Be Your Own Heroine

I got the pretty, pretty page proofs for The Heroine’s Bookshelf over the weekend and have been rereading the book for the 2325632262368236th time (isn’t rereading a book about rereading that you yourself wrote so very meta?).  And, surprise, I’ve been thinking even more about literary heroines and the place they occupy in my life and the life of my friends and fellow readers.  Part of what motivated me to write the book was a sense that none of the books on reading I had come across really managed to convey the power literary heroines have had for me.  But >>>Read more<<<

📅17 March 2010 1 comment
Great News…The Heroine’s Bookshelf Goes Audio!

Yay!  I can finally talk about something that definitely put an extra spring in my step last week.  Harper sold the audio rights for The Heroine’s Bookshelf to Blackstone Audio, the country’s largest independent producer of audiobooks!  This means that THB will be appearing in DRM-free CD and MP3 form in November…and that I get an inside view on the process of how a book gets from the page to the ear.

Here’s the deal report from PM *beam*:

March 5, 2010:  Audio rights
Erin Blakemore’s THE HEROINE’S BOOKSHELF, a look at literature’s greatest and most enduring female characters

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📅08 March 2010 5 comments
Artsy-Fartsy Friday: Pride and Prejudice Covers

It’s Friday, and my Google Image Search obsession is as strong as ever.  Since Friday is a day for fun, I hereby bring you the first in a series of Friday blogs about covers of books included in The Heroine’s Bookshelf.  First installment:  Jane Austen’s Pride and Prejudice, originally published in 1813.  Click to enlarge these gems!

Original Pride & Prejudice Cover Pride & Prejudice - Signet Edition Most Boring Pride and Prejudice Cover Ever - Macmillan Pride and Predudice - Penguin - Illustration by Reuben Toledo Marvel Pride and Prejudice Cover - by Sonny Liew Pride and Prejudice 4 - Sonny Liew Twilight P&P..aaaaahhhh!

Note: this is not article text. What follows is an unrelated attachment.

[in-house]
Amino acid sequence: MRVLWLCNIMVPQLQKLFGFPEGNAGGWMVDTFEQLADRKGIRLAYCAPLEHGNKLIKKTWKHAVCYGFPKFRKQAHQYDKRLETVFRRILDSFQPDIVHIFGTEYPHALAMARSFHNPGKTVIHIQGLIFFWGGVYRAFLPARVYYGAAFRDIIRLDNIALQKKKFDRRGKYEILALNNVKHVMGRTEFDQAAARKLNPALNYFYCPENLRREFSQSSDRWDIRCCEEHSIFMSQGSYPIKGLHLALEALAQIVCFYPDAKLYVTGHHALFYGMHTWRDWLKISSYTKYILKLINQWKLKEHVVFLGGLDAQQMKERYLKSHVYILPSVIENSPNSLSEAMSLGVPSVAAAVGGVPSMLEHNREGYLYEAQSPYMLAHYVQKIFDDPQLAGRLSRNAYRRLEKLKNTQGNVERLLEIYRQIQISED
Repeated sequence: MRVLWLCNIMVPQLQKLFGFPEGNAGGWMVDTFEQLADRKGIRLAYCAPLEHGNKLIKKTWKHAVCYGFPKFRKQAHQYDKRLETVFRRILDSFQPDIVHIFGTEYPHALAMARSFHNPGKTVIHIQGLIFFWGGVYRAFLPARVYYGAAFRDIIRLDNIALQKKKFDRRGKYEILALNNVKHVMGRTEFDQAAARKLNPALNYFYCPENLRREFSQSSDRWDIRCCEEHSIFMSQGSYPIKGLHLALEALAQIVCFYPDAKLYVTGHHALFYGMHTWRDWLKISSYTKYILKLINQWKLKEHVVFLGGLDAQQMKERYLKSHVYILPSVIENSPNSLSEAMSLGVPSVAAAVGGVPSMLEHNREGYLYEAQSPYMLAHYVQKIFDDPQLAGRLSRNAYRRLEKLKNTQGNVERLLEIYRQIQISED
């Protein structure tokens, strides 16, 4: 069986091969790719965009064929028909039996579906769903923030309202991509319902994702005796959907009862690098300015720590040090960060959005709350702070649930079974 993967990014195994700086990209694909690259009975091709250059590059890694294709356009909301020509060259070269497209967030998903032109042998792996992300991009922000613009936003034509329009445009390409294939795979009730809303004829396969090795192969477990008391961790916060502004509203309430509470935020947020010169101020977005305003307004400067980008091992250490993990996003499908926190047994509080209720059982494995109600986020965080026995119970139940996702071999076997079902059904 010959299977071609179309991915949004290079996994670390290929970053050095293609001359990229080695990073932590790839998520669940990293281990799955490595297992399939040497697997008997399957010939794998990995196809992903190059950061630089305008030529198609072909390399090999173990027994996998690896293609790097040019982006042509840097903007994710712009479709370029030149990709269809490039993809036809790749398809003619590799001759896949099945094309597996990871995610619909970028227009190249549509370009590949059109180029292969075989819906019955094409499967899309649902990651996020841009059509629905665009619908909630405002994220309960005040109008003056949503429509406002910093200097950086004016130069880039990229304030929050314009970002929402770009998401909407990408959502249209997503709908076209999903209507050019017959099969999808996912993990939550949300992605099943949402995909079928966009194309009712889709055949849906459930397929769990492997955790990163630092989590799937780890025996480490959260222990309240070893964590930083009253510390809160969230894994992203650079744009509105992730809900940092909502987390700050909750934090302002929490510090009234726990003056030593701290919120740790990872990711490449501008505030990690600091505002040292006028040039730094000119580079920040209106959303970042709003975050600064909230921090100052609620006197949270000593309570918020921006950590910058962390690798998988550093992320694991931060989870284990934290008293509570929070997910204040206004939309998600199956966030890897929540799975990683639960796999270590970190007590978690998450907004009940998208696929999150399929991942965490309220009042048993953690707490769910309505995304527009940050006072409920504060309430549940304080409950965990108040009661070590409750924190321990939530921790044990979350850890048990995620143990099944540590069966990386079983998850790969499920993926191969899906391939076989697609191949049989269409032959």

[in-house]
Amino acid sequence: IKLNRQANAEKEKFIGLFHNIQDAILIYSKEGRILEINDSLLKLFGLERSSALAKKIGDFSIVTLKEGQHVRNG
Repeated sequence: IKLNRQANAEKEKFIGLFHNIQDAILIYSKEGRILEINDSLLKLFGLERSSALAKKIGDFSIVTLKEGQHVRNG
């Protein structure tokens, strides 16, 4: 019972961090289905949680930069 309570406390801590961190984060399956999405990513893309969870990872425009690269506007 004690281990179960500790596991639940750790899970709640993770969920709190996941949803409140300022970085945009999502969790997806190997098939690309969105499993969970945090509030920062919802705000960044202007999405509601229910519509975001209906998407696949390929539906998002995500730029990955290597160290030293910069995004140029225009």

From left to right, top to bottom:

1)  First, a bit of history.  Here’s the original front page (they didn’t do fancy artsy covers in the early 1800s).

2)  is kind of a swinging late 60sish take on P&P (reminds me >>>Read more<<<

📅05 March 2010 0 comments
Charlotte Brontë in London (Heroine Mini-Series, Part 1)

This is the story of a woman whose work was lambasted as unchristian, immoral, anything but the work of an upstanding lady.  She was nervous in temperament and given to moody depression and moments of utter despair, sadness that the unfettered moors of her childhood home heightened.  She wore spectacles and had ruddy cheeks and a few missing teeth.  And she gave us Jane Eyre, another plain, poor woman who changed the world.

This was Charlotte Brontë, and she’s been on my mind recently for many reasons.

To me, reading is as immersive and essential as breathing, and there are >>>Read more<<<

📅03 March 2010 0 comments
The Heroine’s Plate

Wintry Colorado can be an unforgiving place, especially with single-digit temperatures and March (usually our snowiest month) still ahead.  I’ve got tea to warm my fingers, but my thoughts are turning to food…the kinds of food my literary heroines would have enjoyed.  This morning I saw an article featuring a Mock Cherry Pie (recipe below) attributed to none other than Lucy Maud Montgomery of Anne of Green Gables fame.  It made me wonder what other recipes actually attributed to “my” authors could be found online?

The yummy results follow.  Each is directly attributed to one of my favorite authors or >>>Read more<<<

📅23 February 2010 3 comments